Compelling Arbitration: Contractual, Court-Mandated, and Constitutional Challenges - WAMR - 2019 Vol. 13, No. 3
Stuart Boyarsky, an attorney in the New York office of Kasowitz Benson Torres LLP, is the Social Media Chair of the American Bar Association’s ADR Committee.
Originally from World Arbitration and Mediation Review (WAMR)
It has been sixty years since the Supreme Court set forth the bedrock principle that “a party cannot be required to submit to arbitration any dispute which he has not agreed so to submit.” And yet numerous cases exist where just the opposite is true. In fact, a quarter century earlier the Supreme Court took the opposite position, affirming a decision that upheld a Minnesota statute requiring disputes involving fire insurance policies be subject to mandatory arbitration, regardless of the fact that the policies themselves did not contain an arbitration clause. This, the Court explained, was because “the procedure by which rights may be enforced and wrongs remedied is peculiarly a subject of state regulation and control.”
These seemingly incongruous statements are in truth a reflection of two distinct forms of dispute resolution: contractual and judicial arbitration. The former involves an agreement entered into by parties who desire to prevent potential disputes from being litigated in court. The latter is a nonbinding form of arbitration, mandated by statute, court rule, or regulation, with the goal of reducing the backlog of cases awaiting trial. However, although the awards in these mandated arbitrations are not enforceable without both parties assenting, a number of the programs contain provisions whose sole purpose is to dissuade dissatisfied parties from pursuing a trial de novo. These deterrents, which include requirements that an unsuccessful party pay its opponent’s arbitration costs, court costs and reasonable attorney’s fees, have been upheld despite a number of constitutional challenges.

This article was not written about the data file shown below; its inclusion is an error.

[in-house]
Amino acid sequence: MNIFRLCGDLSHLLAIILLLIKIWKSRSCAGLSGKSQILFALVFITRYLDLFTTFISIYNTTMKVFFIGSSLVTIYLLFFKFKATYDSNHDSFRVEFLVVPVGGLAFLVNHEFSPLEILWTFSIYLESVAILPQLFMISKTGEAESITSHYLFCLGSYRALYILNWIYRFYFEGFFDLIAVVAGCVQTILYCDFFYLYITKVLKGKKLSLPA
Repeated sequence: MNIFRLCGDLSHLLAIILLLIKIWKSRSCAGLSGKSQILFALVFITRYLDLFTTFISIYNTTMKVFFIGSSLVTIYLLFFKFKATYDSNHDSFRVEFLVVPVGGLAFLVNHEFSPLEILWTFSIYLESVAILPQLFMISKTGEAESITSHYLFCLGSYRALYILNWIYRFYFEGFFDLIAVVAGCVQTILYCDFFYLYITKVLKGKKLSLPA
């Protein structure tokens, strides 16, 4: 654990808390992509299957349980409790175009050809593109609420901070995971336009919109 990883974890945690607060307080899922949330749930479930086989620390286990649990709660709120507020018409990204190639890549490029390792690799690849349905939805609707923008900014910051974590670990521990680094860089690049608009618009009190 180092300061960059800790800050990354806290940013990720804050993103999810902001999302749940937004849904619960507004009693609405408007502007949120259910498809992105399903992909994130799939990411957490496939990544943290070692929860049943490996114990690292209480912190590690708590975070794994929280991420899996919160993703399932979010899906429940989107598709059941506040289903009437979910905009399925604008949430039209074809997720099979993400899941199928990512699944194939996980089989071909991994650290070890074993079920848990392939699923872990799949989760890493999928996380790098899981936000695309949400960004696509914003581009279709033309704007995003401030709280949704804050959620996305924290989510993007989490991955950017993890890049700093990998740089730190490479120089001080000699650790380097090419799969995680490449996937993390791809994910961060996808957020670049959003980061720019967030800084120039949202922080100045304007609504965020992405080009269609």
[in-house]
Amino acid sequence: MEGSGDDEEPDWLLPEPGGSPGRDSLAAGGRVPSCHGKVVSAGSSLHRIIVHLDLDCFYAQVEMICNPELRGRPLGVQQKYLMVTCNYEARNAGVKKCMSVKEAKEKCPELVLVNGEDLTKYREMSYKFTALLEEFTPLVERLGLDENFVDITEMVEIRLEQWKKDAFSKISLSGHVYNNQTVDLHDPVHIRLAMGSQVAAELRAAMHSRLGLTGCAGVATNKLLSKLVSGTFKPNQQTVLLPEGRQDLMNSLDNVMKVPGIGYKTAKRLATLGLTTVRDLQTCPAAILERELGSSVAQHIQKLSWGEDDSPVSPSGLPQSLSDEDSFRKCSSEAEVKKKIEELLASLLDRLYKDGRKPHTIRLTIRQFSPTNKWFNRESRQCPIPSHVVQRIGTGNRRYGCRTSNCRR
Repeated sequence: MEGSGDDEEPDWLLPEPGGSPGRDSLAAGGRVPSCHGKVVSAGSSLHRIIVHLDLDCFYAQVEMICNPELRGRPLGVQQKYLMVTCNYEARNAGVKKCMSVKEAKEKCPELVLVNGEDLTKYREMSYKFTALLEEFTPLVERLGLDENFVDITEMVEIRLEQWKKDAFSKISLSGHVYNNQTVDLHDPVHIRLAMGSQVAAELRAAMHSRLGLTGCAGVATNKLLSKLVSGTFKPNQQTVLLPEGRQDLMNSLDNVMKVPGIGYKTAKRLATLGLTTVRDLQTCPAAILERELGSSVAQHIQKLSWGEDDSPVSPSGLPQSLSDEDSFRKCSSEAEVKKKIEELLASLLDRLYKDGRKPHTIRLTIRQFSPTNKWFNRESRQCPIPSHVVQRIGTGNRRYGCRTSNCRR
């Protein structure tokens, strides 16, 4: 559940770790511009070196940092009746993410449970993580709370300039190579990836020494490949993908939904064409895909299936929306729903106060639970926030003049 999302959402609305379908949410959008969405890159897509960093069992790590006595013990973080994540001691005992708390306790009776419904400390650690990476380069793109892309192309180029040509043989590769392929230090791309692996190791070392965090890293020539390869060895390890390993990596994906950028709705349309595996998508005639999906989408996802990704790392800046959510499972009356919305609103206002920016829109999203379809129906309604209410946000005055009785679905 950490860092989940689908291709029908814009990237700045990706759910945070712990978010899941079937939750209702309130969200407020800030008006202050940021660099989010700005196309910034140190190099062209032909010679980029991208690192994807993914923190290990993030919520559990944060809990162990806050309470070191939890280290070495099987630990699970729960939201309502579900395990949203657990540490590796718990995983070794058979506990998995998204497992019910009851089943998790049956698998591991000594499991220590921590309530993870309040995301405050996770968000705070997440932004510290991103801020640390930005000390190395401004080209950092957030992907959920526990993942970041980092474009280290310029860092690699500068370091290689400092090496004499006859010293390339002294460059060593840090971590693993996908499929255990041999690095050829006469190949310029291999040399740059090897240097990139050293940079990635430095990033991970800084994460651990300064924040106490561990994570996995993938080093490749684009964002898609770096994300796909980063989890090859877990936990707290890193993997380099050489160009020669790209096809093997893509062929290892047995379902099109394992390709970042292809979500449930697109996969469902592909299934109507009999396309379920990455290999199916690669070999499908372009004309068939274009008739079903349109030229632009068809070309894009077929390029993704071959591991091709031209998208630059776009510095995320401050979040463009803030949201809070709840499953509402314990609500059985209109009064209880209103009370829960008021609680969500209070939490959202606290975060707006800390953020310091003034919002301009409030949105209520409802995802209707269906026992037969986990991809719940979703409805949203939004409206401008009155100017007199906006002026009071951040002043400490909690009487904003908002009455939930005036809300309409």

This article will examine the process by which an arbitration is initiated. The first section will discuss various aspects of pre-dispute and post-dispute arbitration agreements, the time requirements of various administrating organizations to initiate arbitration, and what is needed to compel arbitration when one party attempts to litigate the dispute. The second section contains a state-by-state survey of court-mandated arbitration programs, including provisions to discourage parties from seeking a post-award trial de novo. The article concludes with a discussion of constitutional challenges that have been made against court-mandated arbitration, ranging from claims that the programs infringe upon a party’s right to trial by jury, due process and equal protection, to the contention that the mere enactment of the legislation authorizing the creation of these programs constitutes a violation of the separation of powers doctrine.